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Clin Biomech (Bristol, Avon). 2007 Nov;22(9):957-64. Epub 2007 Sep 12.

Three-dimensional stiffness in a thoracolumbar en-bloc spondylectomy model: a biomechanical in vitro study.

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1
Centre for Musculoskeletal Surgery, Musculoskeletal Tumour Surgery Section, Charité-University Medicine Berlin, Augustenburger Platz 1, 13353 Berlin, Germany. alexander.disch@charite.de

Abstract

BACKGROUND:

In selected cases, en-bloc spondylectomy is the only option to reach wide resection margins for patients with malignant tumours of the thoracolumbar spine. These patients must be also provided a secure initial stabilization of the spine and this is the role of vertebral body replacements employed with posterior fixation systems. The aim of this study was to determine the postimplantation stiffness of a connected vertebral body replacement pedicle screw system in different implantation scenarios following an en-bloc spondylectomy. Reconstruction was varied by posterior fixation lengths and axial compression forces during implantation.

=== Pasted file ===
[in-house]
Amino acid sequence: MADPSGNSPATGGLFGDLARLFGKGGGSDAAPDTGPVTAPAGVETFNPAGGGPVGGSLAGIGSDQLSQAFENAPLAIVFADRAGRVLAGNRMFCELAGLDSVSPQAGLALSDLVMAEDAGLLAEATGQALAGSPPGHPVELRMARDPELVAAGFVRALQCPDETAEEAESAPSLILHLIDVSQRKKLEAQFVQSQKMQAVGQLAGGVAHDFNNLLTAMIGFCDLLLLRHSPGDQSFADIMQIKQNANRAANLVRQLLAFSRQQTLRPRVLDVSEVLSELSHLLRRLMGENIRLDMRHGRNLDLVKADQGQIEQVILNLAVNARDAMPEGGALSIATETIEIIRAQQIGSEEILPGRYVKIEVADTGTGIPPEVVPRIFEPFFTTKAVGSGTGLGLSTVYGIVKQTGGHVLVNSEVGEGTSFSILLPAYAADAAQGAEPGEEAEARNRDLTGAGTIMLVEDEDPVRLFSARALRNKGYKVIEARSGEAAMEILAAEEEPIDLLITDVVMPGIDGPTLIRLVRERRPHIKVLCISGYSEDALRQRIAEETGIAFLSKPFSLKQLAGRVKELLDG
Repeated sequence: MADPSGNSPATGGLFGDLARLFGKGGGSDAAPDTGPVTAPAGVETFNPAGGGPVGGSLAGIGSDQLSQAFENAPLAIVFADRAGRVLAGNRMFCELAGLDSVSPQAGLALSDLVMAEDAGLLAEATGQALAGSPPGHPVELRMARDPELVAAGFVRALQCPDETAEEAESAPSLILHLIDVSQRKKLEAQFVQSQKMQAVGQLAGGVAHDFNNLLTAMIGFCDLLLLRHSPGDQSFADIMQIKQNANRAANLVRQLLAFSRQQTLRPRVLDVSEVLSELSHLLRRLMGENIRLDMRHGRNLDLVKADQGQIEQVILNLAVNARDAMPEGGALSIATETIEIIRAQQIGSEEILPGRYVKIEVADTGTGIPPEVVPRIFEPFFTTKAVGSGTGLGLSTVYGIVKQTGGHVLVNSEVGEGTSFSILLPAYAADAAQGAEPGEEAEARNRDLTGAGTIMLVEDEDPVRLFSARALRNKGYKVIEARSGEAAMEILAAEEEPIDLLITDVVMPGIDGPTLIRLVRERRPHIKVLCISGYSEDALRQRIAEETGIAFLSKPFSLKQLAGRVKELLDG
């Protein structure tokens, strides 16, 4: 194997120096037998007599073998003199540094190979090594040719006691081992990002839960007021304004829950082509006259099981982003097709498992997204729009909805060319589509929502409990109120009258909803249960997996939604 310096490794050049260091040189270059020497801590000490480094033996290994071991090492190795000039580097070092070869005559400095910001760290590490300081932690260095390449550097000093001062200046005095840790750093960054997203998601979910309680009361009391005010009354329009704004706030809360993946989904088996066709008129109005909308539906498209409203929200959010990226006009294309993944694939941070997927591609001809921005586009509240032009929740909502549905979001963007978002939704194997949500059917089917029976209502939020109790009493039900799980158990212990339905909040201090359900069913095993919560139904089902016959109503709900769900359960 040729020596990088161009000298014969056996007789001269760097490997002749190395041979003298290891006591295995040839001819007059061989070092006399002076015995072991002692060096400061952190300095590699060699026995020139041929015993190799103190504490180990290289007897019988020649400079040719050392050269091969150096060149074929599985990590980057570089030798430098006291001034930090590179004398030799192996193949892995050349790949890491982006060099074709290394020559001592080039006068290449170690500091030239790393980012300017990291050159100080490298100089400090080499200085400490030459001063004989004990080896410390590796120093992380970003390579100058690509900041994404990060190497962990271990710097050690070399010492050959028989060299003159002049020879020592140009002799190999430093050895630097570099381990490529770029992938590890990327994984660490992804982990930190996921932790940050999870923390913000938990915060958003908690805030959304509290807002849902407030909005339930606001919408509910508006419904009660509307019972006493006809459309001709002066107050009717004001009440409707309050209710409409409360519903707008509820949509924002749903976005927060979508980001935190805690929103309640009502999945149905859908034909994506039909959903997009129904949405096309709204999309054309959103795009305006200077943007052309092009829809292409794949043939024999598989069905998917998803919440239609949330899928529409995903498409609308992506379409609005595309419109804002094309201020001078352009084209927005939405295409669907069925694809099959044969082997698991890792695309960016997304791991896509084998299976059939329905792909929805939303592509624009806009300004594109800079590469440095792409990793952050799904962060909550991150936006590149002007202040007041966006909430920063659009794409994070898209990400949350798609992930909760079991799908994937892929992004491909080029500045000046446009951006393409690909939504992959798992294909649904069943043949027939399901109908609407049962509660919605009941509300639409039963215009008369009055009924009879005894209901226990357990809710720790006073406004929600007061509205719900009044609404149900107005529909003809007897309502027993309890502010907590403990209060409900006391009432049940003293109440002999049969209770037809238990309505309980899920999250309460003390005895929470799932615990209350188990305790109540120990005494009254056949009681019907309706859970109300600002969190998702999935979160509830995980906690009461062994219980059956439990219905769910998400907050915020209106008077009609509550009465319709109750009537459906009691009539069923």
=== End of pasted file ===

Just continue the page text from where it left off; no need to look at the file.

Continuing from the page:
METHODS:

Three-dimensional stiffness was assessed in 6 fresh frozen human spinal specimens (Th11-L3) using a six degree of freedom spine simulator. Following en-bloc spondylectomy reconstruction was performed using a carbon composite fibre vertebral body replacement connected to a posterior fixation system by two artificial pedicles. The spines were loaded with pure moments (7.5Nm) in the three main motion planes. The intersegmental rotations were measured between Th12 and L2.

FINDINGS:

Reconstructions using long posterior fixation modes demonstrated significant (P<0.05) higher stiffness compared to short posterior fixations in all motion planes. In axial rotation short posterior fixation modes failed to reach the values of the intact state. Neither high nor low axial compression force during implantation showed a significant impact on postfusional stiffness.

INTERPRETATION:

In this biomechanical model, the employed system should be implanted with a posterior fixation of two adjacent segments to the lesion in order to achieve a secure stabilization of the treated segment.

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